For many students in the UK today, deciding whether or not to go to university can be as much about affordability as it is about ambition and aspiration.
In times gone by, students in the UK could apply to a university or college safe in the knowledge that, even if they came from a low income family, their tuition fees and some of their living(or maintenance) cosplayts would be covered by a local authority grant. A university education was, in a financial sense, open to all and the number of students attending university grew year on year.
Sadly, it seems, those days are long gone. The turning point came in 1998, when the Labour Government introduced tuition fees of ￡1,000 a year and, instead of giving students a maintenance grant, asked them to cover their own living expenses with a repayable student loan. Only students on the lowest incomes were entitled to a grant.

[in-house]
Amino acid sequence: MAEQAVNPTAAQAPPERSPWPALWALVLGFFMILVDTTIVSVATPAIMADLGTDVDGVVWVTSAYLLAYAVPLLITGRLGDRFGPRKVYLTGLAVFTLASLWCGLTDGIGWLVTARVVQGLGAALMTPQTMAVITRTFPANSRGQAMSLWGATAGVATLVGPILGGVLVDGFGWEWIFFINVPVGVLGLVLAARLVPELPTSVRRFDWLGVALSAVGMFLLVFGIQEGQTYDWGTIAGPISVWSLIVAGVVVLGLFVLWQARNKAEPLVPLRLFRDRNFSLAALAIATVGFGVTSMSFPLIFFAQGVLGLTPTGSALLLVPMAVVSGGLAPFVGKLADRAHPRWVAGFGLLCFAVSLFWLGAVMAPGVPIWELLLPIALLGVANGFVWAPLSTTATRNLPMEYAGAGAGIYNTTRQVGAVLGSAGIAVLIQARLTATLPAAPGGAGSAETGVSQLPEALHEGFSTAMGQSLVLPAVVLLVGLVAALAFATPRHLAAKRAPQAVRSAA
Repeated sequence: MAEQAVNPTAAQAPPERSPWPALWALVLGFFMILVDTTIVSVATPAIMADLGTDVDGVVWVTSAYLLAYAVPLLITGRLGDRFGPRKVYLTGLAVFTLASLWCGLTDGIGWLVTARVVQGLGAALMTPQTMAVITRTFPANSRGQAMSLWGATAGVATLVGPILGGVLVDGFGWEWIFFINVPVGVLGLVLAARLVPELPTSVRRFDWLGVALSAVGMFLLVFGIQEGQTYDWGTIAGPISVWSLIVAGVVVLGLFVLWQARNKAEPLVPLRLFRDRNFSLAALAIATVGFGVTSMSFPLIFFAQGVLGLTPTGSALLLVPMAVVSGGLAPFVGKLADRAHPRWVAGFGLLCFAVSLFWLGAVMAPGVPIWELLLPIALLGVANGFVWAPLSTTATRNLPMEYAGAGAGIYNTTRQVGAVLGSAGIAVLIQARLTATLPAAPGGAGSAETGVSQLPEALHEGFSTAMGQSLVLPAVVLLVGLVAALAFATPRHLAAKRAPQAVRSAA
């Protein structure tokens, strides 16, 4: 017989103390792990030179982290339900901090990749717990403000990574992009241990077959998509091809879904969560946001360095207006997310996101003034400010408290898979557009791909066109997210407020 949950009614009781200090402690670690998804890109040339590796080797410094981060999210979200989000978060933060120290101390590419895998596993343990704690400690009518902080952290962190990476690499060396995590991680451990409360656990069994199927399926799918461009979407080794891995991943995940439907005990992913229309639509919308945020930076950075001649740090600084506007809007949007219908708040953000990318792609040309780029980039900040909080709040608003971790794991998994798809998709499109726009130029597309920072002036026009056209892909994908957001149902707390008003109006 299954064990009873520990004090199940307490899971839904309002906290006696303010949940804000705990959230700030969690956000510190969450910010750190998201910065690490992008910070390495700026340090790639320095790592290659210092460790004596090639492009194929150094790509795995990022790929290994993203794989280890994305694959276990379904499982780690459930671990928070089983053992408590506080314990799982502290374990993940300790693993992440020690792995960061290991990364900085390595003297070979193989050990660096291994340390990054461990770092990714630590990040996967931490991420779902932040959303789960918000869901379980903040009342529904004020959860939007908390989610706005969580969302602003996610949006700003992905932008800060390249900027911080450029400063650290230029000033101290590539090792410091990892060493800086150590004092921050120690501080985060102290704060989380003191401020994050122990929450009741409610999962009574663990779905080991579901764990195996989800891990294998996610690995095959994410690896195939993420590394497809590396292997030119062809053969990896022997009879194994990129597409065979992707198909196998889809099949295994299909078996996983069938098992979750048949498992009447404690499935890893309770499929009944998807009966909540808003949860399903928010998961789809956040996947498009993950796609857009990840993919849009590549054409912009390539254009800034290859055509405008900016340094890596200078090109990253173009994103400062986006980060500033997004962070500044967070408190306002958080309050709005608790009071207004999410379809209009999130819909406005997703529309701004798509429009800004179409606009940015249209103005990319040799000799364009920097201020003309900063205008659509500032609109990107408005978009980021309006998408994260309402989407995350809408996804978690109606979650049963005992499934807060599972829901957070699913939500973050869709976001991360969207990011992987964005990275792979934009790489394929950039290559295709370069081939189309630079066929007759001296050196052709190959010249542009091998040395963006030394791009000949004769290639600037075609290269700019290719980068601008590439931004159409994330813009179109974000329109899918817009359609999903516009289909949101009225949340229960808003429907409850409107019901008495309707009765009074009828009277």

The flood gates had been opened. As time passed, the ceiling on tuition fees rose, and although applicants from Scotland, Northern Ireland and Wales still qualified for varying levels of subsidy, by 2009/10 students in England often found themselves facing tuition fees in excess of ￡3,000 a year.
But the biggest change was still to come. In 2011 the Government announced that, from 2012, universities could charge fees of up to ￡9,000 a year. Although the Government sweetened the pill by stating that postgraduates did not have to begin repaying their student loans until they were earning more than ￡21,000 a year, the news created outrage. Many students argued that it was unfair that students should have to begin their work life saddled with huge debt, while others complained that the changes would bring back a class pide to university education.
These views were reflected in the number of students applying for a university place, which by January 2012 fell by more than 22,000. The Universities Minister, David Willetts, stood by the decision to increase tuition fees, saying that they would not “put universities’ finance on a sustainable footing” and facilitate “a stronger focus on high quality teaching.”